Don’t worry, this is not a political post (I know, you’re tired of politics and so am I). I’m just using the arbitrary politics scenario so you can relate, hopefully making it easier for me to get my message across.
Anyways, picture this: you’re sitting in front of the television on a Sunday night watching a presidential debate between Donald Trump and Hillary Clinton. To make things more fun, picture yourself inside a toddler’s body with a pacifier in your mouth so you can’t speak, only listen.
After watching the debate, your mom expresses her admiration for Hillary, especially in her sincere responses, passion for the issues, and presidential temperament. Your father wholeheartedly objects to these observations, because of course, he is the wise one and his cynic mind can read Hillary’s true intentions like a book. He accuses her of being fake, manipulative, and saying what will make the people happy. His admiration for power and strength leads to him supporting Trump as he feels that his attitude is necessary to be a successful Commander-in-Chief.
But who is really right? Let’s go further.
Your mom responds to your dad by using the exact same counterpoints that he used against Hillary (manipulative, fake, masking his true intentions by using appealing words to a certain crowd). Your dad then goes to laugh this off because he finds it hypocritical to ignore those traits in Hillary but use them as attacks on Trump. Sound familiar?
Your parents are both people that you have considerable respect for and you have always trusted their ability to think rationally and provide sound advice, so how in the world can they be watching the EXACT SAME THING and report polar opposite judgements of character?
Your older brother supports dad’s views, older sister supports mom’s views, but with you being the little mute toddler, you see a different perspective, right?
This phenomenon is not uncommon, in fact its presence in society is as sure of a thing as taxes. Even more peculiar, hardly anyone is exempt from this bias of absorbing only what agrees with our established opinions, and ignoring anything that contradicts it. It’s a law that transcends all tax brackets, all levels of expertise, and all levels of education.
Get my point? It’s human nature. It always has been and always will be. Isn’t it funny how people always think they can persuade peers to leave the bad side and change political views with their bulletproof points, but never actually succeed? We will never stop discussing socialism vs. capitalism, but we will ALWAYS be certain that our side is the right one.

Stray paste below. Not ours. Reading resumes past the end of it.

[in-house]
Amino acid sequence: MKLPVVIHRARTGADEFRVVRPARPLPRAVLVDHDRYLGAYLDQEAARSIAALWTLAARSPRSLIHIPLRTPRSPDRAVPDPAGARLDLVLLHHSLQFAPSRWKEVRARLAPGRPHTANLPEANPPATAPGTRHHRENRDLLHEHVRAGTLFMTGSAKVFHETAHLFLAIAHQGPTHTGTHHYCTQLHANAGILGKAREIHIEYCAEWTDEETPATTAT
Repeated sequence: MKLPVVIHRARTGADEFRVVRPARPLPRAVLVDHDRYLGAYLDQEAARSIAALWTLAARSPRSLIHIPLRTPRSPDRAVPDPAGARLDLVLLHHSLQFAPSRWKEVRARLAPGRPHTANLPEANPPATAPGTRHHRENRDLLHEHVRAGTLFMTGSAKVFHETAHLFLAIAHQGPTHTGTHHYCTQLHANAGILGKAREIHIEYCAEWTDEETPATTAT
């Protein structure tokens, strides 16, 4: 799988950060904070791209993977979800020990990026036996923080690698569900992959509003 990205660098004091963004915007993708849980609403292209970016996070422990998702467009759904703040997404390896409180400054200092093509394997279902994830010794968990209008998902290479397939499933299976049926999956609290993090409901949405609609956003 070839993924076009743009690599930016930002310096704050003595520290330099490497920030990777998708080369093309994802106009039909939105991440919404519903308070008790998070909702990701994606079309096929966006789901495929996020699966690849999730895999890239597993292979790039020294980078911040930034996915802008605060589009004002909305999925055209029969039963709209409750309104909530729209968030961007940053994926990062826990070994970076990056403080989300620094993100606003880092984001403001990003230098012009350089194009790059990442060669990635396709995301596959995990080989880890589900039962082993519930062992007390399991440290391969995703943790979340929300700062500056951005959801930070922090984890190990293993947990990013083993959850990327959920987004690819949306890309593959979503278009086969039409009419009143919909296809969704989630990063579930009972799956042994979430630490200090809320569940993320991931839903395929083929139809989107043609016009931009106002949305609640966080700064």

This is a hard reality to accept, as accepting it means you must acknowledge that you may have a weakness in your ability to reason. And this isn’t limited to politics – every single argument based on differing opinions has its roots in this empathetic handicap that is in our DNA.
So, what can we take from this? Much more than you think, but I can’t fit it all in this post so I will leave you with a snippet so you can think about it for yourself.
There is a reason that Mom thinks that way about Hillary and there is a reason that Dad thinks that way about Trump. Maybe Mom had 12 ex-boyfriends with traits that she sees in Donald Trump while relating to Hillary’s battle to overcome gender barriers. Maybe Dad’s heart was broken by WhatsHerName back in college, so his hindsight glasses have taught him to be apprehensive about deceitful women. Truthfully, the reasons don’t matter. But do recognize that the reasons exist, and if you can’t see them, then it’s you who lacks the perspective of the argument, not them.
Are you going to tell your mom that her concerns about Trump are not valid? Are you going to tell her that it’s unreasonable for her to see some of herself in Hillary resulting in greater trust and respect for hardworking women? Are you going to tell your dad that he is delusional when he says he can see Hillary is full of crap? You get the point. You can’t tell them these things because then you’d be telling them to change their values on what they find important based on their life experiences. And you will never succeed in doing that.
If you try, though, to point out these points to your parents (or whoever is debating about whatever topic), then they may actually understand that they are not debating points when they are disagreeing. They are debating values.
Try having a debate on values next time, you’ll find it to be far more civil.
What I hope you will take from this is that instead of judging, shaming, or mocking others for their views in any argument, take the time to see if you possess the power of perspective to figure out the basis for their stance. It’s an incredibly powerful tool that’ll extend far beyond politics, and it isn’t an understatement to say that it can change your life for the better.
And if it’s really that important for your friend to see your point of view, then know that you will only be able to get them to see it once you understand what made them see the opposing view in the first place.